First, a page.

BRENTWOOD, Tenn. (WTVF) — Hot dogs, hamburgers and snacks galore usually make up the ingredients of a Fourth of July celebration. But that's not the only thing you can find in bulk at the Brentwood Costco.
"It’s especially gratifying for me being a military guy," said Herman Statum, a retired U.S. Army Ranger.
Dozens of veterans gather at the store every Friday to muse over the movements of the world or remember days gone by.
"Being that I’m retired, every day is a day I celebrate," said Thomas W. Tucker, a retired U.S. Army veteran.
Almost all of them have memories of July Fourth, especially back when they were about a fourth of their current age.
"Parties, fireworks of course, and a lot of watermelon," said Statum.
"We just took the days off and barbecued a little bit," remembered Tucker.
"Fourth of July parade is a big deal in my hometown. We all had to dress up, everyone put their flags on, pulling a wagon. The biggest thing — we always got free ice cream," said Mark Jurkovich, a retired Marine.
But time has marched on from those celebrations. Nashville's Riverfront Party has expanded from hundreds to hundreds of thousands. For some veterans, bigger is better.
"If I’m down there, I love going downtown," said Tucker.
"It’s good to see, it really is good to see, and I’m glad that we’re seeing a revival of that, quite frankly," said Statum.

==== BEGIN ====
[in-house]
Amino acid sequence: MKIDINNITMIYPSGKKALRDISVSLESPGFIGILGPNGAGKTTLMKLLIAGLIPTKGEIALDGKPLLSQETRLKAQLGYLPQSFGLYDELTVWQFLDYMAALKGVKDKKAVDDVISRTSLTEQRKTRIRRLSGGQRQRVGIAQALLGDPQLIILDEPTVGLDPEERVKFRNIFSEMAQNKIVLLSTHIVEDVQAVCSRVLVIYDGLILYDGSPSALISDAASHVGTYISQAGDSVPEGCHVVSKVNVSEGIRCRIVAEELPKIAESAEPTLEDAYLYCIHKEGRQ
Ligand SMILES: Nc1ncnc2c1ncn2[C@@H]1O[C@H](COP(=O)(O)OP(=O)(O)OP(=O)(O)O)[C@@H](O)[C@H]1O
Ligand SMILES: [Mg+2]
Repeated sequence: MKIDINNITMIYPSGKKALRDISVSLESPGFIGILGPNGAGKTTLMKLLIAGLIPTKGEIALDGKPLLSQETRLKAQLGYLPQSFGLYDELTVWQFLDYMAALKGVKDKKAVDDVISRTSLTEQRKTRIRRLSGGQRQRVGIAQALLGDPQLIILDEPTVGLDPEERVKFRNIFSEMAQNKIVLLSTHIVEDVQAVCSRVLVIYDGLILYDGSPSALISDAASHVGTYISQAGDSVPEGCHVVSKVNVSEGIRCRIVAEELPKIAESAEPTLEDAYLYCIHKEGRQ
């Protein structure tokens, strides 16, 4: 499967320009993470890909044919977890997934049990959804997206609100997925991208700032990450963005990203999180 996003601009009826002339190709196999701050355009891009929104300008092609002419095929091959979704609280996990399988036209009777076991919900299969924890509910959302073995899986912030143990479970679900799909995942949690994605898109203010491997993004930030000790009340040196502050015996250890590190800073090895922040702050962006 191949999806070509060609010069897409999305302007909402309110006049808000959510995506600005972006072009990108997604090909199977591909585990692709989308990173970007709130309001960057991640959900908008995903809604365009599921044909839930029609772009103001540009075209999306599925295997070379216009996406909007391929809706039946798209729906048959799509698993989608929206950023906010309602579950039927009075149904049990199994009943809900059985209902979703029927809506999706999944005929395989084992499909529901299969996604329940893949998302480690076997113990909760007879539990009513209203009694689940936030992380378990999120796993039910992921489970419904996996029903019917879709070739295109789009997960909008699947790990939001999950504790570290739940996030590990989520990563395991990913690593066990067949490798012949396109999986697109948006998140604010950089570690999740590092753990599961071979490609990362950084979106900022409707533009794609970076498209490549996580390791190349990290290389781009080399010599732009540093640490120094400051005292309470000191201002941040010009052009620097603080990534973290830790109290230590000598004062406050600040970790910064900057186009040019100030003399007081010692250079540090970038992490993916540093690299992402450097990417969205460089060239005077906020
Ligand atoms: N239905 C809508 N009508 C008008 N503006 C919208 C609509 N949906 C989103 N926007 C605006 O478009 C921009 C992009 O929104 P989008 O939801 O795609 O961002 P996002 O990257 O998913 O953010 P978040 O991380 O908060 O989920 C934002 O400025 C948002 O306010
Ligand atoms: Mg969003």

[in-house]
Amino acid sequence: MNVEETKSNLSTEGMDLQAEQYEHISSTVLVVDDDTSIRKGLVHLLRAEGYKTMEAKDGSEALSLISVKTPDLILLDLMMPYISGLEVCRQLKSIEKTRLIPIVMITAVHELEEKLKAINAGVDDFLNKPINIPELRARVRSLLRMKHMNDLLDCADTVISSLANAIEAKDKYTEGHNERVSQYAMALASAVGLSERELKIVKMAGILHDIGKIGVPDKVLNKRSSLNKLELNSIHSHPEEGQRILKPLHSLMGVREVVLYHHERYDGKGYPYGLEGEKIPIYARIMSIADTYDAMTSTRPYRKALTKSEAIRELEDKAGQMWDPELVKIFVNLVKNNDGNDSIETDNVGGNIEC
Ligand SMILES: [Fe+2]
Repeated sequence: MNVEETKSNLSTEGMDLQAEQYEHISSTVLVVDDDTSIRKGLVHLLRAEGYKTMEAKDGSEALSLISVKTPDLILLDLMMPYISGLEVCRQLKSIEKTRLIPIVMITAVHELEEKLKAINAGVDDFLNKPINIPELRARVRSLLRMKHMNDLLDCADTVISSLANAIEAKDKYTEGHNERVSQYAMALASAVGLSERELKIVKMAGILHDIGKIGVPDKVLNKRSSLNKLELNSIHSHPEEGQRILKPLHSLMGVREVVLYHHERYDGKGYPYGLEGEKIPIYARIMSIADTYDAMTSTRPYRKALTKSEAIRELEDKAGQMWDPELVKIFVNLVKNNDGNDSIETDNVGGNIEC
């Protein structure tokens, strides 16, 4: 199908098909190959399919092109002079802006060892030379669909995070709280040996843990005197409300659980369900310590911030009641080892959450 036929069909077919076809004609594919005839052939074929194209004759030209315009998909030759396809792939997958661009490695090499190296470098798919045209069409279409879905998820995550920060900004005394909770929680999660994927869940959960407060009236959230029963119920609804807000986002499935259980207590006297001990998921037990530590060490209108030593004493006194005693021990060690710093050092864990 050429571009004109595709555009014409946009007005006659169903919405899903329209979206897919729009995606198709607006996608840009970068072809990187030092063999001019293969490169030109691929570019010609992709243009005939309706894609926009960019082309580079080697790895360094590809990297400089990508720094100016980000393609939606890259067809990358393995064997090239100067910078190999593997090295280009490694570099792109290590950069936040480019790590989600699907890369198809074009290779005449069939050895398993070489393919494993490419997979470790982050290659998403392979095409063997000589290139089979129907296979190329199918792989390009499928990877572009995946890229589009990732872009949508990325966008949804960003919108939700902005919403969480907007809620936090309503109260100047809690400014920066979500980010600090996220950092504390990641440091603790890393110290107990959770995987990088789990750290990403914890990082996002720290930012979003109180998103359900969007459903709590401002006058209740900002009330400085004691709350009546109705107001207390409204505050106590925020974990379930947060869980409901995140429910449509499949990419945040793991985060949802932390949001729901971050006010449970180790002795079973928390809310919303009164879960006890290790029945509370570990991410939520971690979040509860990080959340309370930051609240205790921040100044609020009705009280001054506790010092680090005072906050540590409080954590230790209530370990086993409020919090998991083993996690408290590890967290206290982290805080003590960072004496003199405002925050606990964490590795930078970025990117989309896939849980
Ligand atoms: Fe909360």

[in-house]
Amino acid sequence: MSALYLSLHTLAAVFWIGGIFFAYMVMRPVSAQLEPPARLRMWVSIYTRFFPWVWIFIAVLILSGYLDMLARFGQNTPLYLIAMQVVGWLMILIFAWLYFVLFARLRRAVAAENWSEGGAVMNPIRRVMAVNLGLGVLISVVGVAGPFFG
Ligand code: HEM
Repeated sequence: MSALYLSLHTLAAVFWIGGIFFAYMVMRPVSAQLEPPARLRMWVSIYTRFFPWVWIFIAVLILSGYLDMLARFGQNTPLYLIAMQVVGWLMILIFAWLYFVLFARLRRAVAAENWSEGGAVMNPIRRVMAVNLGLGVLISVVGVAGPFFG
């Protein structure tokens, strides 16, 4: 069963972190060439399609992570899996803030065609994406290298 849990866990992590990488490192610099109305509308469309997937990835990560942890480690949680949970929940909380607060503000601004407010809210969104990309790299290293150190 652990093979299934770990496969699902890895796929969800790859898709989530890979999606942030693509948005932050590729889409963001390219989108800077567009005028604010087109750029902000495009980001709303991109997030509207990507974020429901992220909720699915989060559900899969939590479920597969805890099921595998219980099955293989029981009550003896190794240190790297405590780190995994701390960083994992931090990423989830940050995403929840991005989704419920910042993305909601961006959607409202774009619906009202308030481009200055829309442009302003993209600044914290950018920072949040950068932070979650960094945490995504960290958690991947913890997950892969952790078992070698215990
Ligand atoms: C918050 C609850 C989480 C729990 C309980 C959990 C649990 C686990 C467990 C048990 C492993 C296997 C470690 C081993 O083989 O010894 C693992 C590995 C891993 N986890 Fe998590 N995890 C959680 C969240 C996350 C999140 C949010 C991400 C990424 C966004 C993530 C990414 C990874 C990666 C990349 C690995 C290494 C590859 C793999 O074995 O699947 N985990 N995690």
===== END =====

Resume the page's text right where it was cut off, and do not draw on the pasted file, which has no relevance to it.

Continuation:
But for Mark Jurkovich, he misses the intimacy of a small town soiree.
"The big cities seem to be… just too big. You don’t have that personal feeling at Fourth of July in the big cities," he said.
However you celebrate, these veterans say there are key ingredients beyond what you put on the grill.
"If you don’t remember what your past was, you won’t remember what your future is," said James Buford, who is a retired Navy and Marine, and served in World War II, Korea and Vietnam.
Statum suggested Americans should reflect on those who sacrificed for the freedoms we enjoy.
"That’s what this country was founded on; that’s what this country is, and let’s hope it shall always be that way, and I think it will be," said the 81-year-old.
Jurkovich recommended never taking that freedom for granted. "It’s our country, we have to celebrate our country. We have a beautiful, wonderful country here," said the 91-year-old. And he would know.
"I’m first-generation American, my family came from Europe," said Jurkovich.
This is why, beyond patriotism and reflection, perhaps another key ingredient is wholesale wisdom.
"If they don’t know, read up and learn what it’s all about," said 94-year-old James Buford.
"No place on Earth like the United States. People have their differences — understandable — but nevertheless, we’ve got to be together. Whatever it is, we must be together for each other," said Jurkovich.
The group of veterans that meets at Costco calls themselves "Camp Costco." They meet every Friday at 11 a.m., and usually, a shopper or local business pays for all of their meals.